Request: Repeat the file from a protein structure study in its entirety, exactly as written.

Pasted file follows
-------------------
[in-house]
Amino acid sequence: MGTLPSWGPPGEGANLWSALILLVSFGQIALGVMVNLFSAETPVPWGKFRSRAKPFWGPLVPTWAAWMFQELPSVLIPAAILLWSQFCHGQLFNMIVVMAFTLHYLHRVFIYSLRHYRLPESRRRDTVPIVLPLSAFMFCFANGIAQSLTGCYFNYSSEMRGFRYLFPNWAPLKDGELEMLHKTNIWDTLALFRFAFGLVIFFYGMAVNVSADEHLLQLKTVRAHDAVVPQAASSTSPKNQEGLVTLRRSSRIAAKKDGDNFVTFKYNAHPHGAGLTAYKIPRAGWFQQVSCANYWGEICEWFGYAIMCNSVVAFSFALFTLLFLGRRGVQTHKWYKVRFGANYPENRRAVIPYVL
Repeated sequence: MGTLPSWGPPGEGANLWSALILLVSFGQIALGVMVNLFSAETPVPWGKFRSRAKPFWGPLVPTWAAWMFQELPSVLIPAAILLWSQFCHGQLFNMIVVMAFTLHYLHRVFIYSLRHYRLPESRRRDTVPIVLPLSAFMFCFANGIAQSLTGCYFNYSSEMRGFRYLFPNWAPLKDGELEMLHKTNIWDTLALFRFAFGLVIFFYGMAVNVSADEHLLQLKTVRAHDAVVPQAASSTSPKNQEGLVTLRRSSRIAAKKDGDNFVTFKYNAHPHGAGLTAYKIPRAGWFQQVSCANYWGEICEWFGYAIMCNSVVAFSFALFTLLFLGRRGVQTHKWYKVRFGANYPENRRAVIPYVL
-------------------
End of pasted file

[in-house]
Amino acid sequence: MGTLPSWGPPGEGANLWSALILLVSFGQIALGVMVNLFSAETPVPWGKFRSRAKPFWGPLVPTWAAWMFQELPSVLIPAAILLWSQFCHGQLFNMIVVMAFTLHYLHRVFIYSLRHYRLPESRRRDTVPIVLPLSAFMFCFANGIAQSLTGCYFNYSSEMRGFRYLFPNWAPLKDGELEMLHKTNIWDTLALFRFAFGLVIFFYGMAVNVSADEHLLQLKTVRAHDAVVPQAASSTSPKNQEGLVTLRRSSRIAAKKDGDNFVTFKYNAHPHGAGLTAYKIPRAGWFQQVSCANYWGEICEWFGYAIMCNSVVAFSFALFTLLFLGRRGVQTHKWYKVRFGANYPENRRAVIPYVL
Repeated sequence: MGTLPSWGPPGEGANLWSALILLVSFGQIALGVMVNLFSAETPVPWGKFRSRAKPFWGPLVPTWAAWMFQELPSVLIPAAILLWSQFCHGQLFNMIVVMAFTLHYLHRVFIYSLRHYRLPESRRRDTVPIVLPLSAFMFCFANGIAQSLTGCYFNYSSEMRGFRYLFPNWAPLKDGELEMLHKTNIWDTLALFRFAFGLVIFFYGMAVNVSADEHLLQLKTVRAHDAVVPQAASSTSPKNQEGLVTLRRSSRIAAKKDGDNFVTFKYNAHPHGAGLTAYKIPRAGWFQQVSCANYWGEICEWFGYAIMCNSVVAFSFALFTLLFLGRRGVQTHKWYKVRFGANYPENRRAVIPYVL